Claude Montefiore, Lily Montagu and the Origins of the Jewish Religious Union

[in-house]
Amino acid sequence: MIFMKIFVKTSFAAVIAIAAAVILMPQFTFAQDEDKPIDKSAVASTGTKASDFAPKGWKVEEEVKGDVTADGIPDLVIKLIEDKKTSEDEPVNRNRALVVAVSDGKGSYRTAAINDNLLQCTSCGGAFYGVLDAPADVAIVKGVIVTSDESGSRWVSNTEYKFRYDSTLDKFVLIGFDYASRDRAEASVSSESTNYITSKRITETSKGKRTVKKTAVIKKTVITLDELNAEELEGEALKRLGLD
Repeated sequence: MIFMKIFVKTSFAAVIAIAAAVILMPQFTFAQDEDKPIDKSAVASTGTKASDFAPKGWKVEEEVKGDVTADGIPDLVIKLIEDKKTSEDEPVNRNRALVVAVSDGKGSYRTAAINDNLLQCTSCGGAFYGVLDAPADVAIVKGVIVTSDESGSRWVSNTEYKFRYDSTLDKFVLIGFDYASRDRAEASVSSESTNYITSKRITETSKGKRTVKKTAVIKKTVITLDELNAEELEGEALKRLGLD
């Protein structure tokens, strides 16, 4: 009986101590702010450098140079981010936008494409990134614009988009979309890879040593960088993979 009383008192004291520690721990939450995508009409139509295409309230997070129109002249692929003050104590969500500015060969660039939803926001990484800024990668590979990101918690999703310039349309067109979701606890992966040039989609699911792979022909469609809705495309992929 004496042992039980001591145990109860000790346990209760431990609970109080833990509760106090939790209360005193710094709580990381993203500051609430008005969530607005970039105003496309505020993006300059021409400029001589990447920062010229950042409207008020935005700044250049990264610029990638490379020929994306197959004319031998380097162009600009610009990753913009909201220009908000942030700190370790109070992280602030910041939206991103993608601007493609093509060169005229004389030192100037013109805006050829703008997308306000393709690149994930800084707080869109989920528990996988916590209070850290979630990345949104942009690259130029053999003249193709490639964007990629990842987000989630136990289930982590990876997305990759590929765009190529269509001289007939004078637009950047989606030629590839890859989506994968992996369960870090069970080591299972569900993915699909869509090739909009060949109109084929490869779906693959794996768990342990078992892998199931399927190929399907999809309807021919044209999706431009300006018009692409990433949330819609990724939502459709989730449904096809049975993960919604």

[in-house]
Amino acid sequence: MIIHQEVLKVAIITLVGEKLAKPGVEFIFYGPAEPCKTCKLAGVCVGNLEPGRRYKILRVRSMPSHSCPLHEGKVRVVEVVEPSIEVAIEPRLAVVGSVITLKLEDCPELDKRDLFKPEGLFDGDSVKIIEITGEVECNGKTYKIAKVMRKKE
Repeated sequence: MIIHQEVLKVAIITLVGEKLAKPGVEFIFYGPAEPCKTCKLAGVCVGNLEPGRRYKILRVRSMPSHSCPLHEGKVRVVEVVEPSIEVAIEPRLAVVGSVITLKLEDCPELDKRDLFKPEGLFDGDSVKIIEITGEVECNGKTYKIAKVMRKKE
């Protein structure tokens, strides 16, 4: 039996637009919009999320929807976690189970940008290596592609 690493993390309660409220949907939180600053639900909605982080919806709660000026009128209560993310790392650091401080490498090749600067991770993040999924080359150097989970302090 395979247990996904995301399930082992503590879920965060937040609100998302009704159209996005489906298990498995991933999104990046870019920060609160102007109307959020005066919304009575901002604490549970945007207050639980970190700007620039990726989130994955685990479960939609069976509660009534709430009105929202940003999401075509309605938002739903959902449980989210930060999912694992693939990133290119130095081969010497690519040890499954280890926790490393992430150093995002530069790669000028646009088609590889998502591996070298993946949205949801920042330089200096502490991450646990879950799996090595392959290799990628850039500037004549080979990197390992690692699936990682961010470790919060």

Numerous religious difficulties afflicted Anglo Jewry at the turn of the century. Fewer and fewer individuals were attending services regularly. Intel? lectuals openly doubted God’s existence. The chal? lenges of Higher Criticism of the Bible seemingly undermined the authenticity and originality of Judaism as a religious system. These problems were by no means unique to Judaism, for Christianity, too, witnessed a serious decline in the number of worshippers and in the degree of commitment, and Higher Criticism posed as grave a threat to the integrity of the New Testament as it did to the Old Testament. In this setting a number of Jewish intellectuals and communal leaders resolved to stem the tide of growing religious apathy. Generally upper-class British Jews, they agonized over the future of Judaism among the Anglo-Jewish gentry. Convinced that only drastic measures could save their cause, they prepared themselves for a torrent of criticism and abuse.

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